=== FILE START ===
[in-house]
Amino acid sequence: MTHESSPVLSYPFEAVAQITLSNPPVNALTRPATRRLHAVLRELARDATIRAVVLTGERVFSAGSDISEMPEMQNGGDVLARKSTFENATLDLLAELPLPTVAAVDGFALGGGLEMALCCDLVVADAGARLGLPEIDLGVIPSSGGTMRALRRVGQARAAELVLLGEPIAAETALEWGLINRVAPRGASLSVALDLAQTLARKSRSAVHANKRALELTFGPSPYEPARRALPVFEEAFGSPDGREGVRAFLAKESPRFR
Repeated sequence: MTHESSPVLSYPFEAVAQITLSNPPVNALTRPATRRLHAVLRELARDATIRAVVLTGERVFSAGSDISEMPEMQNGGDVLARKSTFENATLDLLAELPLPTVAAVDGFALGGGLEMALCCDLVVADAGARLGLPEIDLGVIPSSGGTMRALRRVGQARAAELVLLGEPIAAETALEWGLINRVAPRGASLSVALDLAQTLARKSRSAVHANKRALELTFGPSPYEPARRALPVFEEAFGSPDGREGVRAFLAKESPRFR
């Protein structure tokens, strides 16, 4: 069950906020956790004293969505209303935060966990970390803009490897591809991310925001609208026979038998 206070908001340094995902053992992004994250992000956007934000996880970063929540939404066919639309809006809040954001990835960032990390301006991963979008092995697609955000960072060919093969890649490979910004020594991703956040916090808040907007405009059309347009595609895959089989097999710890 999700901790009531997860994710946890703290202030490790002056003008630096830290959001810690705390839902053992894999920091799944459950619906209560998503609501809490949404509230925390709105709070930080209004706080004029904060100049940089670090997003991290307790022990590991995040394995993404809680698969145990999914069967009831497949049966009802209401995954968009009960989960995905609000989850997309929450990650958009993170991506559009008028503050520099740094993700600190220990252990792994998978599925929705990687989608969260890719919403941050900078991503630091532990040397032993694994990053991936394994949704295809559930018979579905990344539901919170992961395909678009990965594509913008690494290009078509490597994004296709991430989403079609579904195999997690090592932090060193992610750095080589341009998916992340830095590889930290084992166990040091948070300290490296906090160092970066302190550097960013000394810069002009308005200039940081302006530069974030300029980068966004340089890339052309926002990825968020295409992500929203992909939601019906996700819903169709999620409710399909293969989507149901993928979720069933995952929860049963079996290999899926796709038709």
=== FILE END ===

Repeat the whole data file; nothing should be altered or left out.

[in-house]
Amino acid sequence: MTHESSPVLSYPFEAVAQITLSNPPVNALTRPATRRLHAVLRELARDATIRAVVLTGERVFSAGSDISEMPEMQNGGDVLARKSTFENATLDLLAELPLPTVAAVDGFALGGGLEMALCCDLVVADAGARLGLPEIDLGVIPSSGGTMRALRRVGQARAAELVLLGEPIAAETALEWGLINRVAPRGASLSVALDLAQTLARKSRSAVHANKRALELTFGPSPYEPARRALPVFEEAFGSPDGREGVRAFLAKESPRFR
Repeated sequence: MTHESSPVLSYPFEAVAQITLSNPPVNALTRPATRRLHAVLRELARDATIRAVVLTGERVFSAGSDISEMPEMQNGGDVLARKSTFENATLDLLAELPLPTVAAVDGFALGGGLEMALCCDLVVADAGARLGLPEIDLGVIPSSGGTMRALRRVGQARAAELVLLGEPIAAETALEWGLINRVAPRGASLSVALDLAQTLARKSRSAVHANKRALELTFGPSPYEPARRALPVFEEAFGSPDGREGVRAFLAKESPRFR
């Protein structure tokens, strides 16, 4: 069950906020956790004293969505209303935060966990970390803009490897591809991310925001609208026979038998 206070908001340094995902053992992004994250992000956007934000996880970063929540939404066919639309809006809040954001990835960032990390301006991963979008092995697609955000960072060919093969890649490979910004020594991703956040916090808040907007405009059309347009595609895959089989097999710890 999700901790009531997860994710946890703290202030490790002056003008630096830290959001810690705390839902053992894999920091799944459950619906209560998503609501809490949404509230925390709105709070930080209004706080004029904060100049940089670090997003991290307790022990590991995040394995993404809680698969145990999914069967009831497949049966009802209401995954968009009960989960995905609000989850997309929450990650958009993170991506559009008028503050520099740094993700600190220990252990792994998978599925929705990687989608969260890719919403941050900078991503630091532990040397032993694994990053991936394994949704295809559930018979579905990344539901919170992961395909678009990965594509913008690494290009078509490597994004296709991430989403079609579904195999997690090592932090060193992610750095080589341009998916992340830095590889930290084992166990040091948070300290490296906090160092970066302190550097960013000394810069002009308005200039940081302006530069974030300029980068966004340089890339052309926002990825968020295409992500929203992909939601019906996700819903169709999620409710399909293969989507149901993928979720069933995952929860049963079996290999899926796709038709």